Is systematic nasogastric decompression after pancreaticoduodenectomy really necessary?
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Since the spread of enhanced recovery programs, early withdrawal of the nasogastric tube (NGT) is recommended after pancreaticoduodenectomy (PD), although few data on the safety of this practice are available. The aim of the present study was to evaluate the absence of nasogastric decompression after PD on postoperative outcome.
All consecutive patients undergoing PD between January 2014 and December 2015 at a single center were retrospectively analyzed. Since May 2015, all operated patients had the NGT removed immediately after the procedure (NGT− group) and were compared to patients operated before this practice (NGT+ group), who had the NGT maintained until at least postoperative day 3.
During the study period, 139 patients underwent PD, of whom 40 (29%) were in the NGT− group and 99 (71%) were in the NGT+ group. The length of hospital stay (LOS) and rate of postoperative complications of grade 2 or higher according to the Clavien-Dindo grading system were significantly higher in the NGT+ group [14 (11–25) vs. 10 (8–14.2), P = 0.005 and 82.8 vs. 40%, P < 0.001, respectively]. Incidence and severity of delayed gastric emptying (DGE) grade B–C were also higher in the NGT+ group (45.5 vs. 7.5%, P < 0.001). There was no difference between the two groups concerning the 90-day postoperative mortality (P = 0.18).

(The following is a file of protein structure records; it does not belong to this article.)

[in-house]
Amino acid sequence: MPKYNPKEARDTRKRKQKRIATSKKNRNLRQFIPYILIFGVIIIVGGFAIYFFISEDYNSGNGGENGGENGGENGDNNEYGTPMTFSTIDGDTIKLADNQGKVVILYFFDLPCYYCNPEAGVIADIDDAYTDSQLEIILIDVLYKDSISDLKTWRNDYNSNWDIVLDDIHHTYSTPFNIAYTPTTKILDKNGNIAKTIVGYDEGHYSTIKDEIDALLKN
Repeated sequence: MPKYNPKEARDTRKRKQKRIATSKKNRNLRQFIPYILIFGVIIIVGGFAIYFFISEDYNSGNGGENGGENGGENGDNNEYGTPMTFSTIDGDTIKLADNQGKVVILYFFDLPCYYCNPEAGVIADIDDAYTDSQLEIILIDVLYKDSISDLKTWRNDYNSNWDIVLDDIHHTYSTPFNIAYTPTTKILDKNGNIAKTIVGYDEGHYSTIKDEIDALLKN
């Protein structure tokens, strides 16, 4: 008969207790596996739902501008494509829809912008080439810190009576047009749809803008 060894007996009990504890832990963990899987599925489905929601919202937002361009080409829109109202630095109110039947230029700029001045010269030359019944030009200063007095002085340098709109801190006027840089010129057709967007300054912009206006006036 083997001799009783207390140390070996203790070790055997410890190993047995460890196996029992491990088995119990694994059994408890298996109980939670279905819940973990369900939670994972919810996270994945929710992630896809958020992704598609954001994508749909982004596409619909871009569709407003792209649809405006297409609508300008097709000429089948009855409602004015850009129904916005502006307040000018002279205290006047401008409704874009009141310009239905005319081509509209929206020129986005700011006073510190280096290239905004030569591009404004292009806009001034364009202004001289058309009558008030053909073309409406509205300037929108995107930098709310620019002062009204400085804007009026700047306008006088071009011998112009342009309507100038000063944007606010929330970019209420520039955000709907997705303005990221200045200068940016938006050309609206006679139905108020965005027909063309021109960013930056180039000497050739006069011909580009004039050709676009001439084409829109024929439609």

The absence of systematic nasogastric decompression after PD might reduce postoperative complications, DGE, and LOS. These encouraging results deserve to be confirmed by a prospective randomized study (NCT: 02594956).
KeywordsPancreaticoduodenectomy Nasogastric tube Enhanced recovery Delayed gastric emptying
Length of hospital stay
Delayed gastric emptying
Enhanced recovery after surgery
Nasojejunal early enteral nutrition
Postoperative pancreatic fistula
Study concept and design: EG and LS; acquisition of data: EG; analysis and interpretation of data: EG, DB, and LS; drafting of the manuscript: EG, FR, DB, and LS; critical revision of the manuscript for important intellectual content: LT, AM, HB, BM, KB, LS, and MR; statistical analysis: DB; final revision and final approval for publication: LS
Compliance with ethical standards
All procedures performed in studies involving human participants were in accordance with the ethical standards of the institutional and national research committee and with the 1964 Helsinki declaration and its later amendments or comparable ethical standards. For this type of study, formal consent is not required.
Conflict of interest
The authors declare that they have no conflict of interest.
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